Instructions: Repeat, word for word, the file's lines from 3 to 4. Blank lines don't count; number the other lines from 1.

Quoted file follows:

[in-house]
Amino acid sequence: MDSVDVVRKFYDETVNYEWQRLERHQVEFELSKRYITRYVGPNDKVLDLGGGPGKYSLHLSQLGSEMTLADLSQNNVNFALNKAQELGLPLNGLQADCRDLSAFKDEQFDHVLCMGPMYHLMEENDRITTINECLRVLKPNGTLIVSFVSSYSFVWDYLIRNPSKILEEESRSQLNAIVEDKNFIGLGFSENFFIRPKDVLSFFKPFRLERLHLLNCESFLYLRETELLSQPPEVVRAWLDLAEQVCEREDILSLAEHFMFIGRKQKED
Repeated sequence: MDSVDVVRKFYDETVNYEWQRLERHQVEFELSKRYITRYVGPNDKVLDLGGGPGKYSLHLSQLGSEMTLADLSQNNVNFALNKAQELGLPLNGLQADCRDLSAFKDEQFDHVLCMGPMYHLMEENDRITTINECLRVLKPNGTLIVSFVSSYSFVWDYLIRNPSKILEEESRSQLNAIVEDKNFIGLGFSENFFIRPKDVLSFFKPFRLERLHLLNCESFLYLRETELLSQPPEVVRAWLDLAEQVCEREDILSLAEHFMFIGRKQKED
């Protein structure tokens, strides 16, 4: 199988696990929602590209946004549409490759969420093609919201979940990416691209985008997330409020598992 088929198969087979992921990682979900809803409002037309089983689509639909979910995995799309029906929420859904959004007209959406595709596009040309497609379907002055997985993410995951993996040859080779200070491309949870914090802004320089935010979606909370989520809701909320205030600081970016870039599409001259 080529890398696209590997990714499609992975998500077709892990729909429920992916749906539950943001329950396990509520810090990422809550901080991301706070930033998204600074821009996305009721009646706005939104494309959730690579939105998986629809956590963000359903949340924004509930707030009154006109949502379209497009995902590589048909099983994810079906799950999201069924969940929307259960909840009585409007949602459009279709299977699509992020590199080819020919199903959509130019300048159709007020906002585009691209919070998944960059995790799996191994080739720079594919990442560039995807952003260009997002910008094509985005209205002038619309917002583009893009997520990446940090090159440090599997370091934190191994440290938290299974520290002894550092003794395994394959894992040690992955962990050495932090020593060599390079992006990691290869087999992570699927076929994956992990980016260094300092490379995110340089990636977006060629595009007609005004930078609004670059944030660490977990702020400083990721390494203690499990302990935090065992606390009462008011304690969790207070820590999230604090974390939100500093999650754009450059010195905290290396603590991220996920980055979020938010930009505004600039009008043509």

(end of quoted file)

Repeated sequence: MDSVDVVRKFYDETVNYEWQRLERHQVEFELSKRYITRYVGPNDKVLDLGGGPGKYSLHLSQLGSEMTLADLSQNNVNFALNKAQELGLPLNGLQADCRDLSAFKDEQFDHVLCMGPMYHLMEENDRITTINECLRVLKPNGTLIVSFVSSYSFVWDYLIRNPSKILEEESRSQLNAIVEDKNFIGLGFSENFFIRPKDVLSFFKPFRLERLHLLNCESFLYLRETELLSQPPEVVRAWLDLAEQVCEREDILSLAEHFMFIGRKQKED
């Protein structure tokens, strides 16, 4: 199988696990929602590209946004549409490759969420093609919201979940990416691209985008997330409020598992 088929198969087979992921990682979900809803409002037309089983689509639909979910995995799309029906929420859904959004007209959406595709596009040309497609379907002055997985993410995951993996040859080779200070491309949870914090802004320089935010979606909370989520809701909320205030600081970016870039599409001259 080529890398696209590997990714499609992975998500077709892990729909429920992916749906539950943001329950396990509520810090990422809550901080991301706070930033998204600074821009996305009721009646706005939104494309959730690579939105998986629809956590963000359903949340924004509930707030009154006109949502379209497009995902590589048909099983994810079906799950999201069924969940929307259960909840009585409007949602459009279709299977699509992020590199080819020919199903959509130019300048159709007020906002585009691209919070998944960059995790799996191994080739720079594919990442560039995807952003260009997002910008094509985005209205002038619309917002583009893009997520990446940090090159440090599997370091934190191994440290938290299974520290002894550092003794395994394959894992040690992955962990050495932090020593060599390079992006990691290869087999992570699927076929994956992990980016260094300092490379995110340089990636977006060629595009007609005004930078609004670059944030660490977990702020400083990721390494203690499990302990935090065992606390009462008011304690969790207070820590999230604090974390939100500093999650754009450059010195905290290396603590991220996920980055979020938010930009505004600039009008043509």